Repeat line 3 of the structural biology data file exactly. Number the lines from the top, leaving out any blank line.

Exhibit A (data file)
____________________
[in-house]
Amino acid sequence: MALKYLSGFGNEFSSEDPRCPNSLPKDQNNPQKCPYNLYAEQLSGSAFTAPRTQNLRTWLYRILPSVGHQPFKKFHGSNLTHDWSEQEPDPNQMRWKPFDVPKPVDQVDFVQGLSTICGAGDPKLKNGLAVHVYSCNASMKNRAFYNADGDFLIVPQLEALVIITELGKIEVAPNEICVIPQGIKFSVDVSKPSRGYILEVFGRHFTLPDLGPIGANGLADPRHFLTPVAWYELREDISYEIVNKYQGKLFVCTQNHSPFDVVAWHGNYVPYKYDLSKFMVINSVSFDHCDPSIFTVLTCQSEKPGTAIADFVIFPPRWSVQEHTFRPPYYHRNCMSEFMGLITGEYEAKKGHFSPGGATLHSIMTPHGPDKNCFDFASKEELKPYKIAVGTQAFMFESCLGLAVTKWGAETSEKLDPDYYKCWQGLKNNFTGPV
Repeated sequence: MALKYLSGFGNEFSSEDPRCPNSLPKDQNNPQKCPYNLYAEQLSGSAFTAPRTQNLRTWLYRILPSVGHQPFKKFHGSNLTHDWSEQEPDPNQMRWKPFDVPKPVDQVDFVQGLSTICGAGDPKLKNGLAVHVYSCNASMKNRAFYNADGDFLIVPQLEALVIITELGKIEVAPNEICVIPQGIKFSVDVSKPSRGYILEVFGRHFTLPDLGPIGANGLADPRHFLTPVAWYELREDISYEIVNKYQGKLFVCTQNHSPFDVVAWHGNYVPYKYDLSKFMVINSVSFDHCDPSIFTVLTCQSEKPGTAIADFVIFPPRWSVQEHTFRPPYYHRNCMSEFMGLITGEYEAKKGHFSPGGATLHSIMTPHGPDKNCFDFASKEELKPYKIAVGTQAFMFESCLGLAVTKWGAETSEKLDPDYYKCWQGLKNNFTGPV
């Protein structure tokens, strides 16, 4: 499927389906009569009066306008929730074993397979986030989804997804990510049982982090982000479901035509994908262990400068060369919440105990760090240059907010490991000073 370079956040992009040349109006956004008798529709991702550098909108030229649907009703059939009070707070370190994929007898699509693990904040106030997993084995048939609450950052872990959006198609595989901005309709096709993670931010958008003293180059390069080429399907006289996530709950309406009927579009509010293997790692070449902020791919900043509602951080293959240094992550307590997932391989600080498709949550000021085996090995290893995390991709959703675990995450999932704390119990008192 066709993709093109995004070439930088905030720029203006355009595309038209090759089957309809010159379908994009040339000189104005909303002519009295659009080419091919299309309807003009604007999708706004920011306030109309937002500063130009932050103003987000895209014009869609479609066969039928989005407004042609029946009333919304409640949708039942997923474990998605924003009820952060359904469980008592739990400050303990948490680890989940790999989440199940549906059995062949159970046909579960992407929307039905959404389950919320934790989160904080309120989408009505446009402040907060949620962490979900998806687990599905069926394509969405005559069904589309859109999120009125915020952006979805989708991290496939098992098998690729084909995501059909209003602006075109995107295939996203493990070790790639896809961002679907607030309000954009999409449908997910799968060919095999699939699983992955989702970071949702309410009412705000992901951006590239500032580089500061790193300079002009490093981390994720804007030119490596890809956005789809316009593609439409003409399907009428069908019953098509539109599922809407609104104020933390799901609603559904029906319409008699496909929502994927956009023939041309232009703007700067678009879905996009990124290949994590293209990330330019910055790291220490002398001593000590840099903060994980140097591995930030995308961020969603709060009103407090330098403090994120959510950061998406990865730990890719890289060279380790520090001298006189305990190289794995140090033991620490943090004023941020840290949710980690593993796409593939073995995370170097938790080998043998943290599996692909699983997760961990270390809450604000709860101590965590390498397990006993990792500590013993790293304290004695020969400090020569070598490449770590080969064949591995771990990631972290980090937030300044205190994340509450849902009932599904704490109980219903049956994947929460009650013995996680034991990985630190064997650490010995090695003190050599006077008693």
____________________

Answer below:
Repeated sequence: MALKYLSGFGNEFSSEDPRCPNSLPKDQNNPQKCPYNLYAEQLSGSAFTAPRTQNLRTWLYRILPSVGHQPFKKFHGSNLTHDWSEQEPDPNQMRWKPFDVPKPVDQVDFVQGLSTICGAGDPKLKNGLAVHVYSCNASMKNRAFYNADGDFLIVPQLEALVIITELGKIEVAPNEICVIPQGIKFSVDVSKPSRGYILEVFGRHFTLPDLGPIGANGLADPRHFLTPVAWYELREDISYEIVNKYQGKLFVCTQNHSPFDVVAWHGNYVPYKYDLSKFMVINSVSFDHCDPSIFTVLTCQSEKPGTAIADFVIFPPRWSVQEHTFRPPYYHRNCMSEFMGLITGEYEAKKGHFSPGGATLHSIMTPHGPDKNCFDFASKEELKPYKIAVGTQAFMFESCLGLAVTKWGAETSEKLDPDYYKCWQGLKNNFTGPV